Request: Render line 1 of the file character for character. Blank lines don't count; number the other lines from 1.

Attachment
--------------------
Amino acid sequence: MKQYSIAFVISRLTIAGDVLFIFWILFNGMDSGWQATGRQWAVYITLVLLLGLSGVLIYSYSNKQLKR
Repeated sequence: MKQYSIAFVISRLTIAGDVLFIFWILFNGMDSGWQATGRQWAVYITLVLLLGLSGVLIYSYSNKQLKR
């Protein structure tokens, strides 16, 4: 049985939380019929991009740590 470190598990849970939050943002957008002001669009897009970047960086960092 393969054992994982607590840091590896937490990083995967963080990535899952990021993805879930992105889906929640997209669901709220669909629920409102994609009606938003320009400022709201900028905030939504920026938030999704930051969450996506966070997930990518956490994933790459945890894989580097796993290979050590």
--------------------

Amino acid sequence: MKQYSIAFVISRLTIAGDVLFIFWILFNGMDSGWQATGRQWAVYITLVLLLGLSGVLIYSYSNKQLKR